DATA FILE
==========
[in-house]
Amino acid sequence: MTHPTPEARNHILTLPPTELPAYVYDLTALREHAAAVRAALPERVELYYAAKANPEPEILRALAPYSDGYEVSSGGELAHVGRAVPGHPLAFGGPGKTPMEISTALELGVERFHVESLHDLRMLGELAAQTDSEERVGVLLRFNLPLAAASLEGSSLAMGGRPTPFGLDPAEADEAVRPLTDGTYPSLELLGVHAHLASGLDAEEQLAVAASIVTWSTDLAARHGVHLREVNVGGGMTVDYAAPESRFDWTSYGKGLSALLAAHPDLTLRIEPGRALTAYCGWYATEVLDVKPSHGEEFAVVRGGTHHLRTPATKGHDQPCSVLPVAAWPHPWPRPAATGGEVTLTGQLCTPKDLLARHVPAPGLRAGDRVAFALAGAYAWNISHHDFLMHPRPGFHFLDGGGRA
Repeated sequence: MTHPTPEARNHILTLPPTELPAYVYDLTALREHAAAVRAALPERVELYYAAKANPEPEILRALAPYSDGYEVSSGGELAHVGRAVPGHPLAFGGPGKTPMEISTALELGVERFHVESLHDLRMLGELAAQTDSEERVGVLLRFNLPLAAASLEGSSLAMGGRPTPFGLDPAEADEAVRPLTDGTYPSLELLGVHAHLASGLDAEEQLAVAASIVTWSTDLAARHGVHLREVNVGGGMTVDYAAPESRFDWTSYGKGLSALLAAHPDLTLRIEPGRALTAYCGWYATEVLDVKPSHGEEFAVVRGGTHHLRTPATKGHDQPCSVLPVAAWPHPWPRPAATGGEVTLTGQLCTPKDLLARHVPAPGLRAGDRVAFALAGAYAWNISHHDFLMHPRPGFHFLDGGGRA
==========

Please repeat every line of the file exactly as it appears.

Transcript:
[in-house]
Amino acid sequence: MTHPTPEARNHILTLPPTELPAYVYDLTALREHAAAVRAALPERVELYYAAKANPEPEILRALAPYSDGYEVSSGGELAHVGRAVPGHPLAFGGPGKTPMEISTALELGVERFHVESLHDLRMLGELAAQTDSEERVGVLLRFNLPLAAASLEGSSLAMGGRPTPFGLDPAEADEAVRPLTDGTYPSLELLGVHAHLASGLDAEEQLAVAASIVTWSTDLAARHGVHLREVNVGGGMTVDYAAPESRFDWTSYGKGLSALLAAHPDLTLRIEPGRALTAYCGWYATEVLDVKPSHGEEFAVVRGGTHHLRTPATKGHDQPCSVLPVAAWPHPWPRPAATGGEVTLTGQLCTPKDLLARHVPAPGLRAGDRVAFALAGAYAWNISHHDFLMHPRPGFHFLDGGGRA
Repeated sequence: MTHPTPEARNHILTLPPTELPAYVYDLTALREHAAAVRAALPERVELYYAAKANPEPEILRALAPYSDGYEVSSGGELAHVGRAVPGHPLAFGGPGKTPMEISTALELGVERFHVESLHDLRMLGELAAQTDSEERVGVLLRFNLPLAAASLEGSSLAMGGRPTPFGLDPAEADEAVRPLTDGTYPSLELLGVHAHLASGLDAEEQLAVAASIVTWSTDLAARHGVHLREVNVGGGMTVDYAAPESRFDWTSYGKGLSALLAAHPDLTLRIEPGRALTAYCGWYATEVLDVKPSHGEEFAVVRGGTHHLRTPATKGHDQPCSVLPVAAWPHPWPRPAATGGEVTLTGQLCTPKDLLARHVPAPGLRAGDRVAFALAGAYAWNISHHDFLMHPRPGFHFLDGGGRA